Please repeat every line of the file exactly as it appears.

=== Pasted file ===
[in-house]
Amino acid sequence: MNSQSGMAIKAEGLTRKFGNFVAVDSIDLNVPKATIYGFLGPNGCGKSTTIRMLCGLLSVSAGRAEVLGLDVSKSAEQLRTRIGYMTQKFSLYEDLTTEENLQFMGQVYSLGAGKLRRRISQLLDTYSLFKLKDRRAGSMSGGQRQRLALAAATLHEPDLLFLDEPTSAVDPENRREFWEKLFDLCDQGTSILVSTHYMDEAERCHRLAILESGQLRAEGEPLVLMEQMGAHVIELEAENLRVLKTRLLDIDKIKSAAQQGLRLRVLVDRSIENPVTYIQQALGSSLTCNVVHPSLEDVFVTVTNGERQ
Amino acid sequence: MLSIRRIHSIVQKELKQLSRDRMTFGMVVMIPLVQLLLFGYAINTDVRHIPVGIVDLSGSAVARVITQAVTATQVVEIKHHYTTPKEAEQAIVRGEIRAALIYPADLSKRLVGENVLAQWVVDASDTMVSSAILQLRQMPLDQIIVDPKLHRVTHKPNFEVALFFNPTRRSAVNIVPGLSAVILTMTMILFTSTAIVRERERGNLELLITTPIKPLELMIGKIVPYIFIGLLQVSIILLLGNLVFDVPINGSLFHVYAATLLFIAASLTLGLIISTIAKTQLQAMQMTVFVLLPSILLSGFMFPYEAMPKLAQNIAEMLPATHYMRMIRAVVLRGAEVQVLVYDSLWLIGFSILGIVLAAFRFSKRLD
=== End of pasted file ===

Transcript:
[in-house]
Amino acid sequence: MNSQSGMAIKAEGLTRKFGNFVAVDSIDLNVPKATIYGFLGPNGCGKSTTIRMLCGLLSVSAGRAEVLGLDVSKSAEQLRTRIGYMTQKFSLYEDLTTEENLQFMGQVYSLGAGKLRRRISQLLDTYSLFKLKDRRAGSMSGGQRQRLALAAATLHEPDLLFLDEPTSAVDPENRREFWEKLFDLCDQGTSILVSTHYMDEAERCHRLAILESGQLRAEGEPLVLMEQMGAHVIELEAENLRVLKTRLLDIDKIKSAAQQGLRLRVLVDRSIENPVTYIQQALGSSLTCNVVHPSLEDVFVTVTNGERQ
Amino acid sequence: MLSIRRIHSIVQKELKQLSRDRMTFGMVVMIPLVQLLLFGYAINTDVRHIPVGIVDLSGSAVARVITQAVTATQVVEIKHHYTTPKEAEQAIVRGEIRAALIYPADLSKRLVGENVLAQWVVDASDTMVSSAILQLRQMPLDQIIVDPKLHRVTHKPNFEVALFFNPTRRSAVNIVPGLSAVILTMTMILFTSTAIVRERERGNLELLITTPIKPLELMIGKIVPYIFIGLLQVSIILLLGNLVFDVPINGSLFHVYAATLLFIAASLTLGLIISTIAKTQLQAMQMTVFVLLPSILLSGFMFPYEAMPKLAQNIAEMLPATHYMRMIRAVVLRGAEVQVLVYDSLWLIGFSILGIVLAAFRFSKRLD